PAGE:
The temperature during the placing of concrete can affect its curing period and strength. High temperatures when pouring the concrete can diminish the water in the concrete mixture because the water evaporates. Not enough water can cause cracking, flaking, and chipping because the concrete expands, which results in weaker and porous concrete.

So when temperatures are high, workers use cold or chilled water during the mixing process to control and maintain the temperature of the concrete, which will reduce the probability of damages like cracks. 

During cold weather, the curing period of concrete will take much longer as it will not dry quickly. Freezing temperatures can also make the concrete freeze and shrink, resulting in crystals or ice formation. 

The ideal temperature of pouring concrete is between 50 to 60°F because the water in temperatures below 40°F has a higher probability of freezing and slowing the process of curing, while temperatures above 60°F can make the water in the concrete evaporate.

Moisture

Excessive moisture on concrete can affect the compaction or the process of releasing trapped air to increase the concrete’s density. Increased levels of moisture can also reduce the durability and strength of concrete. It can also cause microbial growth as it can trap pollen, salt, dust, or other microorganisms, which are food sources of mold and bacteria. 

Concrete Pouring Tips at Night

Pouring concrete at night can help reduce the chances and effect of hydration caused by heat on the concrete. It will also reduce the evaporation of water on the concrete mixture as there are lower wind speeds and calmer wind conditions during the night. The ideal time to pour concrete at night is after sunset or after 8 p.m, to midnight or before 10 a.m, to avoid the hottest time of the day. 

Maintaining the ideal temperature will provide a good curing process for concrete, so pouring concrete at night is recommended, especially in high-temperature areas.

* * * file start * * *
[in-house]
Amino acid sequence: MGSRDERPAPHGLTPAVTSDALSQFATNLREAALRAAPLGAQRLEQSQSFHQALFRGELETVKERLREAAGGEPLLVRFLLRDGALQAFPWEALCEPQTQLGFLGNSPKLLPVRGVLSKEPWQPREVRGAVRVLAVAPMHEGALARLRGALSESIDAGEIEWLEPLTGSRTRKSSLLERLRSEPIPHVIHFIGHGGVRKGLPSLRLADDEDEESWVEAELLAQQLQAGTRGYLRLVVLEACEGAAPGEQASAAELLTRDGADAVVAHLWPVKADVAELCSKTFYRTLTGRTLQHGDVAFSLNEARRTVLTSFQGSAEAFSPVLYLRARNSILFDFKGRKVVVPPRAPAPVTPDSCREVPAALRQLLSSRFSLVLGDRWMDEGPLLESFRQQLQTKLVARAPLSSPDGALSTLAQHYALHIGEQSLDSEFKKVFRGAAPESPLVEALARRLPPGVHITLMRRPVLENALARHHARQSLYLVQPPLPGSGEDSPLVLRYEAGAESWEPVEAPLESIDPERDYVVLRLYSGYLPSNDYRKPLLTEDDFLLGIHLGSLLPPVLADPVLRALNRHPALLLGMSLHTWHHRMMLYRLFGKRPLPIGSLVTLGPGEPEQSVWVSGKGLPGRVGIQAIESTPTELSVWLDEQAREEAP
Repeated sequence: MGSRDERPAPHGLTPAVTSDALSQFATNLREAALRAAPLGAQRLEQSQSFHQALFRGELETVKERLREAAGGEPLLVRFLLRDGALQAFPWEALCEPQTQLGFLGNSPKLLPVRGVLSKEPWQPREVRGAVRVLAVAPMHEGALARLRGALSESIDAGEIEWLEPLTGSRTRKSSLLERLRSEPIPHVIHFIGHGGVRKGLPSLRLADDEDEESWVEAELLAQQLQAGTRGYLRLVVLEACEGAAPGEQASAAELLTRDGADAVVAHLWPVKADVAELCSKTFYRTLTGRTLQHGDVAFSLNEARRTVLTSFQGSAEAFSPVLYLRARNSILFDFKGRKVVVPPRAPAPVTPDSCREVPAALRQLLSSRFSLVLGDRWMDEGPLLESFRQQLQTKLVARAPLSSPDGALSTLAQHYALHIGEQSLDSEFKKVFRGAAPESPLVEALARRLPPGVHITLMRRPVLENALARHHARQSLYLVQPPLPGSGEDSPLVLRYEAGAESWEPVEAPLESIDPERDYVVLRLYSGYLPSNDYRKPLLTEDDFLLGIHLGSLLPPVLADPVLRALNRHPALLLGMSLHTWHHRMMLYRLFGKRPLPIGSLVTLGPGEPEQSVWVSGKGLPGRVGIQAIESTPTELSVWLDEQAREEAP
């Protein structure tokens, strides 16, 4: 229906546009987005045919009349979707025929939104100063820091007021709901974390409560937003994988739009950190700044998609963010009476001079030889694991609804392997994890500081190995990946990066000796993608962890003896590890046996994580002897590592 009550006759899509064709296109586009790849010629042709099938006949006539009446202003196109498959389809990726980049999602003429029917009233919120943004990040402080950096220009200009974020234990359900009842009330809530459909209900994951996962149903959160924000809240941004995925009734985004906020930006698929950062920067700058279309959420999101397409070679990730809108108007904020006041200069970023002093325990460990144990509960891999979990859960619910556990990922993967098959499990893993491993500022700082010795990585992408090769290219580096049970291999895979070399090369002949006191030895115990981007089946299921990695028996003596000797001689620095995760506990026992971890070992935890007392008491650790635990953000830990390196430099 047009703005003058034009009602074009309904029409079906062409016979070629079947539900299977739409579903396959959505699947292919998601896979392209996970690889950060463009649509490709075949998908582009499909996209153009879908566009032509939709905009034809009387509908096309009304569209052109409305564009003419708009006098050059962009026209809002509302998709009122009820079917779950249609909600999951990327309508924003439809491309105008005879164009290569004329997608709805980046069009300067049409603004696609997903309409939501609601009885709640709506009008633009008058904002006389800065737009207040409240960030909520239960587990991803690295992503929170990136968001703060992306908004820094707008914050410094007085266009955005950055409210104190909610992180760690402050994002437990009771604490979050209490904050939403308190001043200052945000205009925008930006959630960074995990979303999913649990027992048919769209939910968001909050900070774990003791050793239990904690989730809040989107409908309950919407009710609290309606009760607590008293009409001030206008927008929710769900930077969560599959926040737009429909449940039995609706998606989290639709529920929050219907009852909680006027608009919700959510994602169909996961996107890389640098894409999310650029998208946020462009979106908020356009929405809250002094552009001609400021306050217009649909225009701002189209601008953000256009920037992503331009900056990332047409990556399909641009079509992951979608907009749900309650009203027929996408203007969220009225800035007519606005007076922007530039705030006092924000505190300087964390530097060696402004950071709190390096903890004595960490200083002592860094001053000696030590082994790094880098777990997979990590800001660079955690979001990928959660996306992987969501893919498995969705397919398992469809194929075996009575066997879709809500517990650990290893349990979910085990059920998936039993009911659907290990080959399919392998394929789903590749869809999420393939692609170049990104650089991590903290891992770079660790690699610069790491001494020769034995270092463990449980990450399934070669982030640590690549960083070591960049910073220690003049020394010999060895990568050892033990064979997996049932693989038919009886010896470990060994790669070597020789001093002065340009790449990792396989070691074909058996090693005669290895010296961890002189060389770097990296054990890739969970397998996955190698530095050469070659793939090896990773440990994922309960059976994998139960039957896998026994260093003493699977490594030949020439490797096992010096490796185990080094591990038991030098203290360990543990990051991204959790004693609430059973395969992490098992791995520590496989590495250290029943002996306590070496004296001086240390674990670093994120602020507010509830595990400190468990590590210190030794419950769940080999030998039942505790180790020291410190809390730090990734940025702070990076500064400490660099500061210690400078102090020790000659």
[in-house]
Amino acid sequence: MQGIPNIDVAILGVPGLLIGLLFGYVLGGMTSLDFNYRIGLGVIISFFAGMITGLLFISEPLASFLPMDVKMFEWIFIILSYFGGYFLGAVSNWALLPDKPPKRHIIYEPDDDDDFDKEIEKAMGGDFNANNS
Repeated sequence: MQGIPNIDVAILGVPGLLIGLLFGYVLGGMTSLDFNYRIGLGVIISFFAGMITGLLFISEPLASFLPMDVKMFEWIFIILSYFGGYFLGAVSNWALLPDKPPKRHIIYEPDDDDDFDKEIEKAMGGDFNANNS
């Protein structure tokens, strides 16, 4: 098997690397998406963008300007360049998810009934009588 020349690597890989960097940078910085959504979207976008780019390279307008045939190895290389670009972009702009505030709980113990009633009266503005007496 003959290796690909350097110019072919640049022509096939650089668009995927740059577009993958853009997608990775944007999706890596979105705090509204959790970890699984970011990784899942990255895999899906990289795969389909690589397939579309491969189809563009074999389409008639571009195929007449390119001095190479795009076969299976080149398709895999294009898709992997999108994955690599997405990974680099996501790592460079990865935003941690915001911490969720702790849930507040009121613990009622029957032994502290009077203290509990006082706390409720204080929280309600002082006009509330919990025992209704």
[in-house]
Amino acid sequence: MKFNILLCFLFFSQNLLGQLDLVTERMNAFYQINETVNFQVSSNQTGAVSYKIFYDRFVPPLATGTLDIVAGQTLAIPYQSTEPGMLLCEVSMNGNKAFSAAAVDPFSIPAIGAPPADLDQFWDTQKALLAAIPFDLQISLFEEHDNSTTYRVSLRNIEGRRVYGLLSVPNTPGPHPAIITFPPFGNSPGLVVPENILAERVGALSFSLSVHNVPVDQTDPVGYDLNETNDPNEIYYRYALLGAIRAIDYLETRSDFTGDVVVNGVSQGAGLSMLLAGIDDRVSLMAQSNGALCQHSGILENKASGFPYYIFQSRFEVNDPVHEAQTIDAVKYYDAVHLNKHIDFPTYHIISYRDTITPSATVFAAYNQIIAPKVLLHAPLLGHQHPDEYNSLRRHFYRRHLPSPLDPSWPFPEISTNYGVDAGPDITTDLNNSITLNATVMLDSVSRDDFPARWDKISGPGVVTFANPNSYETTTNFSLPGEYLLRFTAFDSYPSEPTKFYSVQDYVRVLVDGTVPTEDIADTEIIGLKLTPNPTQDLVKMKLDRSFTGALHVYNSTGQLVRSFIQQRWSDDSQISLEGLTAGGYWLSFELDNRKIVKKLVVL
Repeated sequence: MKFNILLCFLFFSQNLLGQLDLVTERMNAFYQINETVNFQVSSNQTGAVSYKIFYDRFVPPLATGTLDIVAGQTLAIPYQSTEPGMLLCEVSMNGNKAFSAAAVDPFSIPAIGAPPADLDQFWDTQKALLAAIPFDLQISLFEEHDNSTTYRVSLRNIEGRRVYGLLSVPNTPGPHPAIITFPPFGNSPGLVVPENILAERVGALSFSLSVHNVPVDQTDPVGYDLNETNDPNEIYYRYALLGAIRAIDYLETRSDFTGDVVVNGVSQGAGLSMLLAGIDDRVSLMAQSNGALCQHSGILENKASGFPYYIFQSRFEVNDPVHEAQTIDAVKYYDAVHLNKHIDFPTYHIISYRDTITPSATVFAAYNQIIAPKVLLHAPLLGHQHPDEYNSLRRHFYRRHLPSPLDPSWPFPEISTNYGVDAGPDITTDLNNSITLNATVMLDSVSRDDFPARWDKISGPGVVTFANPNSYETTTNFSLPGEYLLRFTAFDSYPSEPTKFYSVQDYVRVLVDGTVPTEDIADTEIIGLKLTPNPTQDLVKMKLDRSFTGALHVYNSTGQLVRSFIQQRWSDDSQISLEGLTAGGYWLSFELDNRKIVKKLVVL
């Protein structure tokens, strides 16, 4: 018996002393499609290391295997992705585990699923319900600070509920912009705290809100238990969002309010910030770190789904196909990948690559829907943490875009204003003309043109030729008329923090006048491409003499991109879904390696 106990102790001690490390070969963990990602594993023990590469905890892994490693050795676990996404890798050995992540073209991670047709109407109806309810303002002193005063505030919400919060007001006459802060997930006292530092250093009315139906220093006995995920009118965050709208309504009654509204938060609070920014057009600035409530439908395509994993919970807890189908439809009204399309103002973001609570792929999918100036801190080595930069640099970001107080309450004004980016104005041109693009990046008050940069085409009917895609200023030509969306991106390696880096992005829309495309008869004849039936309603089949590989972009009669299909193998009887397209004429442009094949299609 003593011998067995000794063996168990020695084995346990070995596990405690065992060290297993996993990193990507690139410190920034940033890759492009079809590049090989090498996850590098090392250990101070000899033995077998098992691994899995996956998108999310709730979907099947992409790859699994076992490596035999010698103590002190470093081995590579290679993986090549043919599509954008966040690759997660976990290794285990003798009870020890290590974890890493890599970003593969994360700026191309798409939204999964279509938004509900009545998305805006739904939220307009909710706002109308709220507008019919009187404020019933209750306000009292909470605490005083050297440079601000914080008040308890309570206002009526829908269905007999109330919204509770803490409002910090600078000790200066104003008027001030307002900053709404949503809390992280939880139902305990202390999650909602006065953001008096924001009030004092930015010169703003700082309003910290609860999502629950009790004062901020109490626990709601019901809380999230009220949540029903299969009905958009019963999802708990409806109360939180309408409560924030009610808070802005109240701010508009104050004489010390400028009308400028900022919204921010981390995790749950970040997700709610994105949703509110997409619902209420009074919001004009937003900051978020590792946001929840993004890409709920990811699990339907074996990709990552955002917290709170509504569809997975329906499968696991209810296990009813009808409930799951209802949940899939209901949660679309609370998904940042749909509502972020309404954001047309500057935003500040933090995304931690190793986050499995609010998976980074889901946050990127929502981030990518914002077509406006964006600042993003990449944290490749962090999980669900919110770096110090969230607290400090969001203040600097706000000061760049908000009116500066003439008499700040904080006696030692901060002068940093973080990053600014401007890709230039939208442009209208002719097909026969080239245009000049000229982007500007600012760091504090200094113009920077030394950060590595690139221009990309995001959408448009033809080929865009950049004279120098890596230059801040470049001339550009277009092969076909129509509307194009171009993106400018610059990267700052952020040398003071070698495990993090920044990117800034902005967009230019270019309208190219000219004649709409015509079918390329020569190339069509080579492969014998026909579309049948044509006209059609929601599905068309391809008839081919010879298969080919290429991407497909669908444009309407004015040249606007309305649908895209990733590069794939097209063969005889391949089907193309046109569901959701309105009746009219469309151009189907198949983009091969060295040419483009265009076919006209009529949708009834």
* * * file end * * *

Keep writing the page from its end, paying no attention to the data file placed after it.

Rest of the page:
Temperature can change even at night, so it’s important to always check for the temperature of the location, the subbase, and any surface in contact when pouring concrete at night. Make sure that the temperature will not go lower than 32° Fahrenheit.

Heating methods are also good options to do, especially if the temperature quickly changes during concrete pouring at night. You can cover the concrete using wet blankets, insulated blankets, and heated enclosures to help trap moisture and prevent the concrete from freezing. They will also help speed up the curing period process of concrete.

You can also preheat one or more components like sand or gravel when mixing the concrete. You can also use hot water for the concrete mixture but always remember the proper ratio. Don’t add too much water because the curing process of concrete will take longer, which can cause freezing. 

Moreover, you can also use concrete admixtures or additives to cure the concrete faster at night. Also, wait for the bleed water to evaporate first before finishing. 

Get the Best Result by Pouring Concrete at the Right Temperature

Concrete can be successfully placed, cured, and finished at night or during cold weather, but to achieve this, learning about the different factors that can affect concrete, proper placing, and tips must be observed. 

By controlling these factors, the workability, durability, and strength of concrete will be controlled, which will result in long-lasting concrete. Use the following information and some tips mentioned above to ensure a successful and efficient concrete pouring at night. 

Editorial Contributors
Matt Greenfield

Matt Greenfield

Matt Greenfield is an experienced writer specializing in home improvement topics. He has a passion for educating and empowering homeowners to make informed decisions about their properties. Matt's writing focuses on a range of topics, including windows, flooring, HVAC, and construction materials. With a background in construction and home renovation, Matt is well-versed in the latest trends and techniques in the industry. His articles offer practical advice and expert insights that help readers tackle their home improvement projects with confidence. Whether you're a DIY enthusiast or a seasoned professional, Matt's writing is sure to provide valuable guidance and inspiration.